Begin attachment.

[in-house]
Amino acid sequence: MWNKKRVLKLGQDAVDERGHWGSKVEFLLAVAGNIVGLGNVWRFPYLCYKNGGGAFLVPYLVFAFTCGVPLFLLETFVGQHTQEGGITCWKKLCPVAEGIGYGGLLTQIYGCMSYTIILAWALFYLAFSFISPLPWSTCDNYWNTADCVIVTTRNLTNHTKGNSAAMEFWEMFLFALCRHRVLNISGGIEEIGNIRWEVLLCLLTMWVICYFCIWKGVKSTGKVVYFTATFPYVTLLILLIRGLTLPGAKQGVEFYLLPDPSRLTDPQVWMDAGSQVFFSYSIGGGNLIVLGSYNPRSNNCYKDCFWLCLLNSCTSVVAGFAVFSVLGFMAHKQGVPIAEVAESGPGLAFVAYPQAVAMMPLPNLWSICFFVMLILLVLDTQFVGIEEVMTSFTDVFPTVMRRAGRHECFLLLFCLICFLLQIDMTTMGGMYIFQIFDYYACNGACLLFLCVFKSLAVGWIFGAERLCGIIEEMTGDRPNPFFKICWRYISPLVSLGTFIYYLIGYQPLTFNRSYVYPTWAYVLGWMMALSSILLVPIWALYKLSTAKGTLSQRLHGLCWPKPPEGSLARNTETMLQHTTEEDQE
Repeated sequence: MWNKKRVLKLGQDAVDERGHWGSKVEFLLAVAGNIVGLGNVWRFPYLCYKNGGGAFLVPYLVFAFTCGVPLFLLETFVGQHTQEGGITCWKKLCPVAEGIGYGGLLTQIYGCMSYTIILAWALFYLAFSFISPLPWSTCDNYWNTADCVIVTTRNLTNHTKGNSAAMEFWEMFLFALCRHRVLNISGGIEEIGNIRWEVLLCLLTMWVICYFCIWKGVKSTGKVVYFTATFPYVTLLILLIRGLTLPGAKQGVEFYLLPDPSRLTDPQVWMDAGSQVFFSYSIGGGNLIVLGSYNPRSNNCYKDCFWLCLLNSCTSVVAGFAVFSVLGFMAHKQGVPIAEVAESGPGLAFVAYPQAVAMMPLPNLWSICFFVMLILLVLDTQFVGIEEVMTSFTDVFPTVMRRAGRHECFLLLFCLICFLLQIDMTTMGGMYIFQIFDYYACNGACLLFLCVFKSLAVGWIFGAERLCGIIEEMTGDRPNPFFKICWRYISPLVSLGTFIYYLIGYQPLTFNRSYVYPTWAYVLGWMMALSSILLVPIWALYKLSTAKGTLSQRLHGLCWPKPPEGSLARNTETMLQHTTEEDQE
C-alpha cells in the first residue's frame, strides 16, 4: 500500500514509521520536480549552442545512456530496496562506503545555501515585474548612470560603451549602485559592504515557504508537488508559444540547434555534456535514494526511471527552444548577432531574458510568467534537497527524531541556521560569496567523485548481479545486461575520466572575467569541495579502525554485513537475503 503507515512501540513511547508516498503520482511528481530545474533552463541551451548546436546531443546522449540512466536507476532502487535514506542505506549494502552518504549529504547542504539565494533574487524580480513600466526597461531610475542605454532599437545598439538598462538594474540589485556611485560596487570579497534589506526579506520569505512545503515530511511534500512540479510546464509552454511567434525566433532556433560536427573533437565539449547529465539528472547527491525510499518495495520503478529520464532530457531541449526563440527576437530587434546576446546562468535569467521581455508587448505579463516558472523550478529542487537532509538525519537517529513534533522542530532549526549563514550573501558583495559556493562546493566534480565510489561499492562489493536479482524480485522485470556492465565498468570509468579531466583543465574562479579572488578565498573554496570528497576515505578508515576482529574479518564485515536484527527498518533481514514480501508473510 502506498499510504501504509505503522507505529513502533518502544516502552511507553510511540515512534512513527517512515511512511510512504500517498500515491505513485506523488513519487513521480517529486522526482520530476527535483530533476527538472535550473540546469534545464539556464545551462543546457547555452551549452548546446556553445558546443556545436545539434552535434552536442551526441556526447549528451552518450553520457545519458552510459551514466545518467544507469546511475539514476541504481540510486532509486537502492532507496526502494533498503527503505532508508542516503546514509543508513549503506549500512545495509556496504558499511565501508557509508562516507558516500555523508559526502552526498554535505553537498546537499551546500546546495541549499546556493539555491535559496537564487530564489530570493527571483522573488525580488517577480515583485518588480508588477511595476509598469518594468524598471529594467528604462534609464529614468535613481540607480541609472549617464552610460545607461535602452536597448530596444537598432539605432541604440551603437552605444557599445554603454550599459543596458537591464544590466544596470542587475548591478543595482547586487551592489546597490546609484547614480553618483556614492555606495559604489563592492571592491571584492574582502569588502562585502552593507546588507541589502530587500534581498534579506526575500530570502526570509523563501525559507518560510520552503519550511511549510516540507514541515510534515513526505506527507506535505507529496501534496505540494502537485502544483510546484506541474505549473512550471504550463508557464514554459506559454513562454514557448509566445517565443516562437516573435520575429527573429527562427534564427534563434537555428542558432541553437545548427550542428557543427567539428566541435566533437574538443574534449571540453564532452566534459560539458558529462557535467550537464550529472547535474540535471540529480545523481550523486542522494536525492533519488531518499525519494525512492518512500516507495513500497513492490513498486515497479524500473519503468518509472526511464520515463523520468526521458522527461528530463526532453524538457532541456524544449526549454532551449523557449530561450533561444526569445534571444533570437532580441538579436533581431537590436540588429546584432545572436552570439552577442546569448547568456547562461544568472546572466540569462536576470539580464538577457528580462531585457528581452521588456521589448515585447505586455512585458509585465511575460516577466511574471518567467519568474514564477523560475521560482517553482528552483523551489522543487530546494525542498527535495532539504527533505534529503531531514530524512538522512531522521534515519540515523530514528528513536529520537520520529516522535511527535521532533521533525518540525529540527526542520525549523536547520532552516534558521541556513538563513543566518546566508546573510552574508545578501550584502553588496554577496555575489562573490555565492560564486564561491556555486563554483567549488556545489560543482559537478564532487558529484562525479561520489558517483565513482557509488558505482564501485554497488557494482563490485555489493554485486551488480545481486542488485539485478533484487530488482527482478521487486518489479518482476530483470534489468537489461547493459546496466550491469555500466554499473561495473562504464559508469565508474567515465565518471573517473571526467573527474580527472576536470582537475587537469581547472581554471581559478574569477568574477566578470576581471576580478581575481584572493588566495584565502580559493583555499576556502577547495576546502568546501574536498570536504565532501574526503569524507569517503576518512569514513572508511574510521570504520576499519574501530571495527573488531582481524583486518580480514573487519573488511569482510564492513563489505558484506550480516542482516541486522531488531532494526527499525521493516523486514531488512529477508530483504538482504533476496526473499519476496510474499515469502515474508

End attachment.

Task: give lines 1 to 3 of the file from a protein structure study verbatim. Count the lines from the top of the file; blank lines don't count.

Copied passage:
[in-house]
Amino acid sequence: MWNKKRVLKLGQDAVDERGHWGSKVEFLLAVAGNIVGLGNVWRFPYLCYKNGGGAFLVPYLVFAFTCGVPLFLLETFVGQHTQEGGITCWKKLCPVAEGIGYGGLLTQIYGCMSYTIILAWALFYLAFSFISPLPWSTCDNYWNTADCVIVTTRNLTNHTKGNSAAMEFWEMFLFALCRHRVLNISGGIEEIGNIRWEVLLCLLTMWVICYFCIWKGVKSTGKVVYFTATFPYVTLLILLIRGLTLPGAKQGVEFYLLPDPSRLTDPQVWMDAGSQVFFSYSIGGGNLIVLGSYNPRSNNCYKDCFWLCLLNSCTSVVAGFAVFSVLGFMAHKQGVPIAEVAESGPGLAFVAYPQAVAMMPLPNLWSICFFVMLILLVLDTQFVGIEEVMTSFTDVFPTVMRRAGRHECFLLLFCLICFLLQIDMTTMGGMYIFQIFDYYACNGACLLFLCVFKSLAVGWIFGAERLCGIIEEMTGDRPNPFFKICWRYISPLVSLGTFIYYLIGYQPLTFNRSYVYPTWAYVLGWMMALSSILLVPIWALYKLSTAKGTLSQRLHGLCWPKPPEGSLARNTETMLQHTTEEDQE
Repeated sequence: MWNKKRVLKLGQDAVDERGHWGSKVEFLLAVAGNIVGLGNVWRFPYLCYKNGGGAFLVPYLVFAFTCGVPLFLLETFVGQHTQEGGITCWKKLCPVAEGIGYGGLLTQIYGCMSYTIILAWALFYLAFSFISPLPWSTCDNYWNTADCVIVTTRNLTNHTKGNSAAMEFWEMFLFALCRHRVLNISGGIEEIGNIRWEVLLCLLTMWVICYFCIWKGVKSTGKVVYFTATFPYVTLLILLIRGLTLPGAKQGVEFYLLPDPSRLTDPQVWMDAGSQVFFSYSIGGGNLIVLGSYNPRSNNCYKDCFWLCLLNSCTSVVAGFAVFSVLGFMAHKQGVPIAEVAESGPGLAFVAYPQAVAMMPLPNLWSICFFVMLILLVLDTQFVGIEEVMTSFTDVFPTVMRRAGRHECFLLLFCLICFLLQIDMTTMGGMYIFQIFDYYACNGACLLFLCVFKSLAVGWIFGAERLCGIIEEMTGDRPNPFFKICWRYISPLVSLGTFIYYLIGYQPLTFNRSYVYPTWAYVLGWMMALSSILLVPIWALYKLSTAKGTLSQRLHGLCWPKPPEGSLARNTETMLQHTTEEDQE